After water, the largest volume of natural material used to support our global growth is sand. According to a special report by the UN Environmental Program, “Sand: Rarer Than One Thinks”, up to 59 billion tons of aggregated sand and gravel is extracted annually, primarily to enable the production of cement for use in the burgeoning construction industry. A ton of cement requires some 6 to 7 more tons of sand and gravel, enough, according to the report “to build a wall 27 meters high by 27 meters wide around the equator.”
China is by far the biggest supplier and the biggest user, about 58 % of total supply and demand. To support its recent exponential growth, its use has increased 437.5% in the past two decades. In every nation, every place, every road, and every building, sand, extracted from quarries, riverbeds, and coastal marine areas, is being removed from where it was created by centuries of geological processing, transported to faraway places, transformed into every form of construction, and used as a base element in the growth-driven alchemy of the modern economy.
The impact on the environment is enormous, with measurable destructive consequence for biodiversity, land loss, hydrological function, water supply, infrastructure, climate, landscape, and extreme events. These are just a few of the serious outcomes of such massive, localized extraction.
Beach renewal is a use perhaps familiar to us all. But consider the sand required to expand Singapore to provide some 130 square kilometers of land reclaimed from the sea by land fill. Most of that sand came from Indonesia, the rest from Malaysia, Thailand, and Cambodia, impacting and deteriorating those environments and creating political tensions that have forced a negotiated ban. Or consider Dubai and its creation of artificial islands that used some 385 million tons of sand to construct the Palm Jumeriah, the Palm Jebel Ali, and the World Island Project, all in the prospect of need for office and residential space for development of a new modern world city. The Burj Khalifa Tower, at 828 meters arguably the highest building in the world, sits at the center of this development as a hubristic assertion of Dubai’s economic nationalism; it was constructed using massive amounts of sand imported not from the Arabian peninsula, but Australia.
Much of this extraction comes from illegal coastal mining, transported by smugglers, financed by organized crime, and enabled by lack of regulation and bureaucratic corruption. Ironically, in Morocco, a stretch of beach was transformed into a rocky landscape by extraction of all its sand with the intent to build hotels, roads, and tourism-related infrastructure elsewhere dependent on the beauty of the sand beaches there left untouched.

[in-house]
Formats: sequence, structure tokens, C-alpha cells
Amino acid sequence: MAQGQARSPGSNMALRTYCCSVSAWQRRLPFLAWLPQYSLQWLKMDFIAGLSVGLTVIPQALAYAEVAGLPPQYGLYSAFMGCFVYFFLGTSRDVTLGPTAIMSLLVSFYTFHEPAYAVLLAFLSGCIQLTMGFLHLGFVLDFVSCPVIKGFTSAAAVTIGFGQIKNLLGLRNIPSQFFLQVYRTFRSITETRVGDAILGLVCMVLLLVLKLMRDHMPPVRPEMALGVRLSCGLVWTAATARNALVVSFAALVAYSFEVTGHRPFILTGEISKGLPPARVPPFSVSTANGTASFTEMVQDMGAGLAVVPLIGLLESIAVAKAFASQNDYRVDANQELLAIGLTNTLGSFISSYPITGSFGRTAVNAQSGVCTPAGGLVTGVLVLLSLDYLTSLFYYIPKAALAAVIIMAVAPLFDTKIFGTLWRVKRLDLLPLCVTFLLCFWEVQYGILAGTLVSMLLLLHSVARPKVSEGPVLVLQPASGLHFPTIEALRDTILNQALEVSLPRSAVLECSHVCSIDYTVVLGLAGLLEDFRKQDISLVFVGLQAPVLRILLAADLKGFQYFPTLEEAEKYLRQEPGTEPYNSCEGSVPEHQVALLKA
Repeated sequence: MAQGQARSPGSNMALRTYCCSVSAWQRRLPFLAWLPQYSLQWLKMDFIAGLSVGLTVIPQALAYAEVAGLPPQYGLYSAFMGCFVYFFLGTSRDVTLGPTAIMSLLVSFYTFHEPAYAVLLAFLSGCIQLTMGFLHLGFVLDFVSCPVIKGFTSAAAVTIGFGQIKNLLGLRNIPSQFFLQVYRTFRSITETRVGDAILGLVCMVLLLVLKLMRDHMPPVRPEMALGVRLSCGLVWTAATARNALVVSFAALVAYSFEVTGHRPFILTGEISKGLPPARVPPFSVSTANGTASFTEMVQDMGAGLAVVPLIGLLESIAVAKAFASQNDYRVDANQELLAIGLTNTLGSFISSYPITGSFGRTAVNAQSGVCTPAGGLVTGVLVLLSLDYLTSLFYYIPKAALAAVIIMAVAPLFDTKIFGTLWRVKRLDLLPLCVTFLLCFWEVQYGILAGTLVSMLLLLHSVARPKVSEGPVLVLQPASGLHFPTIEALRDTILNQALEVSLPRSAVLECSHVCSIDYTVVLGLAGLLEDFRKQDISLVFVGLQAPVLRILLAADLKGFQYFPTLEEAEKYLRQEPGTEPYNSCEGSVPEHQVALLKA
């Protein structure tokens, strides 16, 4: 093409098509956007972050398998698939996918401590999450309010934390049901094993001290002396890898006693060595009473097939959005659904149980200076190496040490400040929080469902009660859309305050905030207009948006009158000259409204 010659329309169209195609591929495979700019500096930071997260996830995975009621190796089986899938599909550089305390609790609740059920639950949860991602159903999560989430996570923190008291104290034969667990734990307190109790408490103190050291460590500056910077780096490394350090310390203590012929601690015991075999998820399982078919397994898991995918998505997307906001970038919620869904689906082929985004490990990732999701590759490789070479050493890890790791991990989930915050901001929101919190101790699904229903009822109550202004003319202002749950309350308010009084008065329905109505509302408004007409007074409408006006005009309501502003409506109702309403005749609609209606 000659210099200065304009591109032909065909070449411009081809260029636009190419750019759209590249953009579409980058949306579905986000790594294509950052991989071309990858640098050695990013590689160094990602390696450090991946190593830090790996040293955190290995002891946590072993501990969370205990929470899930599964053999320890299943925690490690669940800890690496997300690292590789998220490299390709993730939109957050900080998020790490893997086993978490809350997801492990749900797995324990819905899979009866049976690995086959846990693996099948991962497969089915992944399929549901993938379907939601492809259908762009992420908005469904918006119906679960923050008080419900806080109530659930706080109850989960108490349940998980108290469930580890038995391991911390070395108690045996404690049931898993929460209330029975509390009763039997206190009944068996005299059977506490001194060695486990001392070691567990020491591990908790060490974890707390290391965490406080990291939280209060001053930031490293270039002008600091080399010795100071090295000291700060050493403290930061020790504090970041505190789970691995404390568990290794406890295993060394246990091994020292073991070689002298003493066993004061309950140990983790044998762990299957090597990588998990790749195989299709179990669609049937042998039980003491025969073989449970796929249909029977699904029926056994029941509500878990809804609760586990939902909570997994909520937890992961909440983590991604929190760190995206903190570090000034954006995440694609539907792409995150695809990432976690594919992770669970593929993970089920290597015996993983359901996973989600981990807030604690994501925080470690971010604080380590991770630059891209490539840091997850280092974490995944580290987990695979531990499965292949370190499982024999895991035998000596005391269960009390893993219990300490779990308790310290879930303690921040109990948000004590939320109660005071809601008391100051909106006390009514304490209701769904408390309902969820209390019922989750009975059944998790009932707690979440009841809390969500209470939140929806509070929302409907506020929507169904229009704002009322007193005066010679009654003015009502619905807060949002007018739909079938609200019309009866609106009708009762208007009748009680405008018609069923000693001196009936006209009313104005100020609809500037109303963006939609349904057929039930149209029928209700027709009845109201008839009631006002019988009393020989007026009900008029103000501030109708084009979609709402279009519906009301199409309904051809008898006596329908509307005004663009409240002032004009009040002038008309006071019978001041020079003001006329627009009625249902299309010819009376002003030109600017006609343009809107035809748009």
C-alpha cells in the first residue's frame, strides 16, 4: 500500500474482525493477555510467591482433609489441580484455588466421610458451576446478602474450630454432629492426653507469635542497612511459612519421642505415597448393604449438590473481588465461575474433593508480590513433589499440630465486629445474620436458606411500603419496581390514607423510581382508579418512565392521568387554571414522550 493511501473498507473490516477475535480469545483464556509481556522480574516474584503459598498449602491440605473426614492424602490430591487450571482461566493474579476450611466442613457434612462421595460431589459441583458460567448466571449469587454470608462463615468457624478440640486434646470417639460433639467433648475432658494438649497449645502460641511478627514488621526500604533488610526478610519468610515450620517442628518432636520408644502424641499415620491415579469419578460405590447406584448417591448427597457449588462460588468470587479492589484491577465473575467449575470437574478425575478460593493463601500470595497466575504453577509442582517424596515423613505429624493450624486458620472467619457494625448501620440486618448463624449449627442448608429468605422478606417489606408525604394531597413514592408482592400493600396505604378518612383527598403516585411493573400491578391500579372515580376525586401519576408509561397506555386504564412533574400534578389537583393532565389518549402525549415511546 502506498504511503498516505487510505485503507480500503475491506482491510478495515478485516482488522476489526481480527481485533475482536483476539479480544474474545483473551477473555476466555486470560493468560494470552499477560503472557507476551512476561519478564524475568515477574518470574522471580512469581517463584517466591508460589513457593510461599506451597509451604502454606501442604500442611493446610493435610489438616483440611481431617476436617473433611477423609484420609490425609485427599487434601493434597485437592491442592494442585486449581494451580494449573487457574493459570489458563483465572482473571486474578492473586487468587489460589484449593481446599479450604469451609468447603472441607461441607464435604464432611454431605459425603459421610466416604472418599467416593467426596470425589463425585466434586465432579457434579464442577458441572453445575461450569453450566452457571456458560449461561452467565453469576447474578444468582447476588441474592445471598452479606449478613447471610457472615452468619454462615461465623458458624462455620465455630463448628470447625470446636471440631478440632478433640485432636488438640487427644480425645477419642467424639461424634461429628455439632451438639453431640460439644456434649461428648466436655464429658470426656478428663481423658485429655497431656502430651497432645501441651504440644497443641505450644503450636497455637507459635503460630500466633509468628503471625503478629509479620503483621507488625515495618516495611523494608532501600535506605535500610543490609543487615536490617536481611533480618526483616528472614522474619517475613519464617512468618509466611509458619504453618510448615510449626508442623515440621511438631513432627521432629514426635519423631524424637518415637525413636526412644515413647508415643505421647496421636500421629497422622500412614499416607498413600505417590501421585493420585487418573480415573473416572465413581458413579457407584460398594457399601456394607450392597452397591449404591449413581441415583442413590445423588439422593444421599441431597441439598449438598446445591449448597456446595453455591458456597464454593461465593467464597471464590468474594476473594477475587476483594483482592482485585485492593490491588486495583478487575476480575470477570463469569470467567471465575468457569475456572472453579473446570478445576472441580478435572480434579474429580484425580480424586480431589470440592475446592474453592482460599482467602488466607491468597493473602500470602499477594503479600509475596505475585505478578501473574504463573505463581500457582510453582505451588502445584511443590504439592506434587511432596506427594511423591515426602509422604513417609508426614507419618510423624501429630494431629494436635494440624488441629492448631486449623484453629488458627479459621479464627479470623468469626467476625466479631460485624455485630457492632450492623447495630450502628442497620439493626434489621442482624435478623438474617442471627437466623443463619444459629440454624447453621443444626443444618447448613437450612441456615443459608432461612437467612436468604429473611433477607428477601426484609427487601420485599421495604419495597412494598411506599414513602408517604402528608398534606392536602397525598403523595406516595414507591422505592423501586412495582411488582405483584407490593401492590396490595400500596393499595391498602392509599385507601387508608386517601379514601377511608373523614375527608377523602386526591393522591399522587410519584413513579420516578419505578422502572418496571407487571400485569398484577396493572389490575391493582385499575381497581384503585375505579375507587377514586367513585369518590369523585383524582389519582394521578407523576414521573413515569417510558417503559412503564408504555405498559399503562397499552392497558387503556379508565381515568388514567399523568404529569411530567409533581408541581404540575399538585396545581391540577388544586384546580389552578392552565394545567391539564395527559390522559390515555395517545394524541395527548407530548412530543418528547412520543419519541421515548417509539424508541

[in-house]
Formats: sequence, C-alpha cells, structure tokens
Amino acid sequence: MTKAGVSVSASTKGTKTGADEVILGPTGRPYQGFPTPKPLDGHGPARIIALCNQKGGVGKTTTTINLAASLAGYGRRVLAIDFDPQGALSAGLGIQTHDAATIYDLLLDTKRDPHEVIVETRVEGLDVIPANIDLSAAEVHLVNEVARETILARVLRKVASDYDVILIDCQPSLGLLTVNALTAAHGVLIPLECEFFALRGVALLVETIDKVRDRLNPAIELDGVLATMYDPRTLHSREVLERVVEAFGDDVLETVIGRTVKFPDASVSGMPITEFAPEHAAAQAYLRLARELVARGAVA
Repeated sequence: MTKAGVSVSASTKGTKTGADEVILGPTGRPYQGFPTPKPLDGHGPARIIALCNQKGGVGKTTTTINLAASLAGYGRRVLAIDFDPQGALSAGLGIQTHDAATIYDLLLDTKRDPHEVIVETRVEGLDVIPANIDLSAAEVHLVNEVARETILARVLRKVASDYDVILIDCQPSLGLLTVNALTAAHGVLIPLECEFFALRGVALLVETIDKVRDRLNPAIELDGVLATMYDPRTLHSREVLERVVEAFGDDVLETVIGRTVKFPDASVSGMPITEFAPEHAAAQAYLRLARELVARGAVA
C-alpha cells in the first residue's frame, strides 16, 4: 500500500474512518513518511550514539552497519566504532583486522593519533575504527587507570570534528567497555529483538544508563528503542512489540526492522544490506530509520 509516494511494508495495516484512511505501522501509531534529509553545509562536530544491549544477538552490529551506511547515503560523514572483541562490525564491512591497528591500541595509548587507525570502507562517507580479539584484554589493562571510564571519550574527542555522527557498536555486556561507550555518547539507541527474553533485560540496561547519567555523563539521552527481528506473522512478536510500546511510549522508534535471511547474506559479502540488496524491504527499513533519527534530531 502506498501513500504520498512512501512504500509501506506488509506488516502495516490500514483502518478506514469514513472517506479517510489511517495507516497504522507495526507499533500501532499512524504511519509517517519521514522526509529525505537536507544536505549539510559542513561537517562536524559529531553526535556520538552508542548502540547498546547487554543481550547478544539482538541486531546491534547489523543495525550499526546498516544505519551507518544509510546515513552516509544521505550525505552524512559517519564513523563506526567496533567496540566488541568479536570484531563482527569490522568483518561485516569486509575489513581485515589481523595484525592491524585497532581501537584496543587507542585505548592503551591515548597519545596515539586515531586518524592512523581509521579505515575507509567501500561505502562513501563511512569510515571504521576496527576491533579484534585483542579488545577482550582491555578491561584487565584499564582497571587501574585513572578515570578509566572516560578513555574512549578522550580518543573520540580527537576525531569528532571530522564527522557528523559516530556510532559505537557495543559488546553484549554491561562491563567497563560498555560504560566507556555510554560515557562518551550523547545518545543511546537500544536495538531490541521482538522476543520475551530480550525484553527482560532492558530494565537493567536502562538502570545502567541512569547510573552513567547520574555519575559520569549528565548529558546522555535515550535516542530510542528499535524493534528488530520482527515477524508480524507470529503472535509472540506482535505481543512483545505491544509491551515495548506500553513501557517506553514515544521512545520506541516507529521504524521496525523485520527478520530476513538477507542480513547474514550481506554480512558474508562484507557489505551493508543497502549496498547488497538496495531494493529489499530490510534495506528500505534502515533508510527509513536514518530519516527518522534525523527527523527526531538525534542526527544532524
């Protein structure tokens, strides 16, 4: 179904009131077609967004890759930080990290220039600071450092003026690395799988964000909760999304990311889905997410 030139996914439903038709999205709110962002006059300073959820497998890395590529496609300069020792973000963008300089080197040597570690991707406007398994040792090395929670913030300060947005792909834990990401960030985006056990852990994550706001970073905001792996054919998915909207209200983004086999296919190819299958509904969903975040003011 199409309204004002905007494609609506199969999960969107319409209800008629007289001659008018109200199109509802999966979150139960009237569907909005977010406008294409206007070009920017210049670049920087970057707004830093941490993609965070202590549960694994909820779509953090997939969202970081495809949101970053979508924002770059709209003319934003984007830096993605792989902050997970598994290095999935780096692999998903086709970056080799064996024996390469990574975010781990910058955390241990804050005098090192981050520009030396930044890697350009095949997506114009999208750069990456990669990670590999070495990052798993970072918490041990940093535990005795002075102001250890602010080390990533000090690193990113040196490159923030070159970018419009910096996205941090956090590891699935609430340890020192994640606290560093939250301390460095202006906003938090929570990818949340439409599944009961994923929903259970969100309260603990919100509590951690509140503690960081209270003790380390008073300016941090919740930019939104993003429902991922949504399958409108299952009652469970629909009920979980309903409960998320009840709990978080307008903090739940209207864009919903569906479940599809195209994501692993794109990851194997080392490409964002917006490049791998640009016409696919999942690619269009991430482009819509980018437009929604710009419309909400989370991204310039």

Sand is cheap, often priced only as a measure of its extraction and transportation. Its true cost as a non-renewable resource; its detriment by channel erosion, turbidity, changed pH, and sediment in its surrounding ecosystem; its disturbance of the benthic fauna and lowered water table of fish spawning habitat, feeding patterns, and the livelihood of local fishers; its contribution to emissions through CO2 release in cement manufacture and dust to the atmospheric conditions locally and regionally; its under-priced and untaxed value; and its subversion of governance and economic return — none of these costs are factored into what is actually the true price per grain of sand.
A UNEP survey of relevant policies shows little hope for international protection or oversight of this problem. No international conventions exist to regulate the extraction, use, or traded of land-based sand. The UN International Seabed Authority seems without effect. The UN Convention on the Law of the Sea pertains in part, but many of the primary parties are not signatories of that treaty. Regional agreements do oversee some aspects of such activity in Northeast Atlantic, the Baltic, the Mediterranean, and the Caribbean, and some national and state coastal policies may apply, but that has not addressed the need for international standards, agreement, enforcement, and action to address the larger problem. Consider China’s blatant construction of islands in the South China Sea, as a geo-political extension of its economic zone and standing. Where has all that sand come from? Ask that question, and meet an expression of disrespect and disdain: “Go pound sand.”
Peter Neill is founder and director of the World Ocean Observatory, a web-based place of exchange for information and educational services about the health of the world ocean. Online at worldoceanobservatory.org. Peter Neill is author of “The Once and Future Ocean: Notes Toward a New Hydraulic Society” available now.